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12 The Built-In Functions

# Functional Operations

The following operations are used to create new functions from other functions or objects. Often the Dylan compiler will have special knowledge of these operations, to allow for efficient in-line compilation.

### `compose` [Function]

Returns the composition of one or more functions.

Signature:
`compose function1` #rest more-functions Ţ function

Arguments:
function1 An instance of `<function>`.

more-functions
Instances of `<function>`.

Values:
function An instance of `<function>`.

Description:
When called with just a single argument, compose returns that argument.

When called with two arguments, compose returns a function that applies the second function to its arguments and then applies the first function to the (single) result value.

With three or more arguments, compose composes pairs of argument functions, until a single composite function is obtained. (It doesn't matter if the pairings are done from the left or from the right, as long as the order of application is preserved.)

```define constant number-of-methods =
compose(size, generic-function-methods)
define constant root-position = compose(position, root-view)
```

### `complement` [Function]

Returns a function that expresses the complement of a predicate.

Signature:
`complement predicate` Ţ function

Arguments:
predicate An instance of `<function>`.

Values:
function An instance of `<function>`.

Description:
Returns a function that applies predicate to its arguments. If the predicate returns #f, the complement returns #t; otherwise, the complement returns #f. For example, odd? could be defined as complement(even?).

```choose(complement(zero?), #(1, 3, 0, 4, 0, 0, 3))
Ţ  #(1, 3, 4, 3)
```

### `disjoin` [Function]

Returns a function that expresses the disjunction of one or more predicates.

Signature:
`disjoin predicate1` #rest more-predicates Ţ function

Arguments:
predicate1 An instance of `<function>`.

more-predicates

Functions.

Values:
function An instance of `<function>`.

Description:
Returns a single function, termed the disjunction of its argument functions. The disjunction accepts any number of arguments and operates by applying the predicates, in order, to the arguments. If any of the predicates returns true, the remaining predicates (if any) are not applied, and the true result is returned. Otherwise, all the predicates will be applied, and #f returned.

A disjunction is similar to an | expression of calls to the predicates.

```define constant nonzero? = disjoin(positive?, negative?);
nonzero?(4)
` `Ţ  #t
```

### `conjoin` [Function]

Returns a function that expresses the conjunction of one or more predicates.

Signature:
`conjoin predicate1` #rest more-predicates Ţ function

Arguments:
predicate1 An instance of `<function>`.

more-predicates
Instances of `<function>`.

Values:
function An instance of `<function>`.

Description:
Returns a single function, termed the conjunction of its argument functions. The conjunction accepts any number of arguments and operates by applying the predicates, in order, to the arguments. If any of the predicates returns #f, the remaining predicates (if any) are not applied and #f is immediately returned. Otherwise, all the predicates will be applied, and the result of the last application is returned.

A conjunction is similar to an & expression of calls to the predicates.

```choose(conjoin(positive?, integral?), #(-1, -3, 5, -3.7, 3.5, 7))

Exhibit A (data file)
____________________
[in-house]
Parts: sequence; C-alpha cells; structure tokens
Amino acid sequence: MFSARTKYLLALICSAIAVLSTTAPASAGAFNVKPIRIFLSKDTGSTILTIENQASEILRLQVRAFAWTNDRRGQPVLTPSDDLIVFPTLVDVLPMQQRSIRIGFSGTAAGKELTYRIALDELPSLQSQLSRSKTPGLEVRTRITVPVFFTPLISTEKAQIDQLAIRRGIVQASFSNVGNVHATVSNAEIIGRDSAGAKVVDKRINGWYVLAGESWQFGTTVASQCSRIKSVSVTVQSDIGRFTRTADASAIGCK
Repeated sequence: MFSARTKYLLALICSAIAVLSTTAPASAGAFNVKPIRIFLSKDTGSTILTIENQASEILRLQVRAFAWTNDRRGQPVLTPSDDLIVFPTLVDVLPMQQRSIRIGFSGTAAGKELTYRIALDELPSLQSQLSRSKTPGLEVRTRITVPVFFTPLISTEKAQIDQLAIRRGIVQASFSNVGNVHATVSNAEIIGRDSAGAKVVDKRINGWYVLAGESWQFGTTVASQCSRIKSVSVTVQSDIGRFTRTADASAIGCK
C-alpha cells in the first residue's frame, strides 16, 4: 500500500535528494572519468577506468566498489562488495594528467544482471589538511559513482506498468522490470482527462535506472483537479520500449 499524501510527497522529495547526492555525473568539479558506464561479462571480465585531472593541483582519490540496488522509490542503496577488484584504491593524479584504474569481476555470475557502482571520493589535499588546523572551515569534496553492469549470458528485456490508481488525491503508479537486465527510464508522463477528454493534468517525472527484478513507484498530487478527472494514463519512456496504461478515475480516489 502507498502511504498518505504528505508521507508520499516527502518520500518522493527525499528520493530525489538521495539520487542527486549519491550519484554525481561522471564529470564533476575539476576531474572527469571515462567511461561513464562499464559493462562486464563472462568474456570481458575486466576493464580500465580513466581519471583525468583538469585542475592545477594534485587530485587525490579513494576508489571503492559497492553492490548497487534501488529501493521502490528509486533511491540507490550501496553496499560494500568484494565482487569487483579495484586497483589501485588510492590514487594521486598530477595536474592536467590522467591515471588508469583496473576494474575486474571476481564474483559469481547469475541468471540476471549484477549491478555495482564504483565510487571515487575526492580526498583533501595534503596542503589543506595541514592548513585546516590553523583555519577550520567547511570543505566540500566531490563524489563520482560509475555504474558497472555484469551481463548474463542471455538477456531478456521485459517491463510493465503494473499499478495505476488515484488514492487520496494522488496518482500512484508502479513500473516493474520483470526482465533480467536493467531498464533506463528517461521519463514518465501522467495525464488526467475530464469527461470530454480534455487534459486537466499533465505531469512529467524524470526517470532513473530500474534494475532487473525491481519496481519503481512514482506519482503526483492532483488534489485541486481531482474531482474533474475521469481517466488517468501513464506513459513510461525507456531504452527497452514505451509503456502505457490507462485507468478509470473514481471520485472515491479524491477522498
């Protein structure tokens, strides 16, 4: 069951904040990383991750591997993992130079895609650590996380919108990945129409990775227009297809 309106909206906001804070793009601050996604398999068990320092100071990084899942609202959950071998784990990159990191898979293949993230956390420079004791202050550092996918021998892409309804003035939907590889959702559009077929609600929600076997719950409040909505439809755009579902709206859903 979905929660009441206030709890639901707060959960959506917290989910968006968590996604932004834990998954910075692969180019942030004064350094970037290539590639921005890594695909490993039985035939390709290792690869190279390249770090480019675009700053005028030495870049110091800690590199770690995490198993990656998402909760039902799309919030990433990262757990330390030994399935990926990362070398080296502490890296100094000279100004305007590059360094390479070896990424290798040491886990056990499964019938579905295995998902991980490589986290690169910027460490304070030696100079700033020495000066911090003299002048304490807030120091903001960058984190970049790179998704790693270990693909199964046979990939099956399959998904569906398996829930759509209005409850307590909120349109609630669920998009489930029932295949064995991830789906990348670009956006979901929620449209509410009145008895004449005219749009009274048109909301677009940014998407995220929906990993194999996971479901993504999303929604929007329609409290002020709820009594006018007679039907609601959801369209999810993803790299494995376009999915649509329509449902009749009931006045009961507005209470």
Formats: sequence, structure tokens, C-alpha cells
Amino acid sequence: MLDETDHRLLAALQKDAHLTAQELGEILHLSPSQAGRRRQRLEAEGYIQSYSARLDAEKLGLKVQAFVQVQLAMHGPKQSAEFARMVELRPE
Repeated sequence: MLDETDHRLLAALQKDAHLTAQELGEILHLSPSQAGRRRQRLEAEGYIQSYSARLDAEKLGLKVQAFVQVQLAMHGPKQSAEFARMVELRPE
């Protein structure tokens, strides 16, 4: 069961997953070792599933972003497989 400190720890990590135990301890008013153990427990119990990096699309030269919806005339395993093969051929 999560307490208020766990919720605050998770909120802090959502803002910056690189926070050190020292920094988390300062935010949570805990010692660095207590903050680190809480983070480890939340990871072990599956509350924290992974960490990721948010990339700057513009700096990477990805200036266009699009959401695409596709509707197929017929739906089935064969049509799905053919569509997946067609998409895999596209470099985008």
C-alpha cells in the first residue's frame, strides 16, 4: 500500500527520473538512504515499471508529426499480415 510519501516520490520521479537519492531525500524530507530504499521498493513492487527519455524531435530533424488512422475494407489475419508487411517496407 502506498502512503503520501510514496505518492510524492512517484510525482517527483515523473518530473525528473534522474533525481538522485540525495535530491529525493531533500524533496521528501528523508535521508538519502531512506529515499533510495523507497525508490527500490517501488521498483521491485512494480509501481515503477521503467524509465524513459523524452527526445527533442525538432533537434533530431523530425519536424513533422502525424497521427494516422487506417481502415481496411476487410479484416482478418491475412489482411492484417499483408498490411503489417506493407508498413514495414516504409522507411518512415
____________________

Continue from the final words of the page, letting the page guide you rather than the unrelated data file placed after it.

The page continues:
Ţ #(5, 7)
```

### `curry` [Function]

Returns a function based on an existing function and a number of default initial arguments.

Signature:
`curry function` #rest curried-arguments Ţ new-function

Arguments:
function An instance of `<function>`.

curried-arguments

Instances of `<object>`.

Values:
new-function An instance of `<function>`.

Description:
Returns a function that applies function to curried-arguments plus its own arguments, in that order. For example curry (\>, 6) is a predicate that returns true for values less than 6; curry (\=, "x") is a predicate that tests for equality with the string "x"; curry (\+, 1) is an incrementing function; curry (concatenate, "set-") is a function that concatenates the string "set-" to any additional sequences it is passed.

```define constant all-odd? = curry(every?, odd?)
all-odd?(list(1, 3, 5))
` `Ţ #t
define constant less-than-10? = curry(\>, 10)
less-than-10?(4)
` `Ţ #t
```

### `rcurry` [Function]

Returns a function based on an existing function and a number of default final arguments.

Signature:
`rcurry function` #rest curried-arguments Ţ new-function

Arguments:
function An instance of `<function>`.

curried-arguments
Instances of `<object>`.

Values:
new-function An instance of `<function>`.

Description:
Returns a function that applies function to curried-arguments plus its own arguments, with the curried-arguments occuring last.

rcurry ("right" curry) operates just like curry, except it allows the rightmost arguments of function to be specified in advance, rather than the leftmost arguments. For example, rcurry (\>, 6) is a predicate that returns true for values greater than 6.

```define constant number? = rcurry(instance?, <number>)
number?(4)
` `Ţ #t
number?("string")
` `Ţ #f
define constant greater-than-10? = rcurry(\>, 10)
greater-than-10?(4)
` `Ţ #f
```

### `always` [Function]

Returns a function that always returns a particular object.

Signature:
`always object` Ţ function

Arguments:
object An instance of `<object>`.

Values:
function An instance of `<function>`.

Description:
Returns a function that can be called with any number of arguments. The function ignores its arguments and always returns object.

```define constant menu = always("spam!")
` `Ţ "spam!"
` `Ţ "spam!"
` `Ţ "spam!"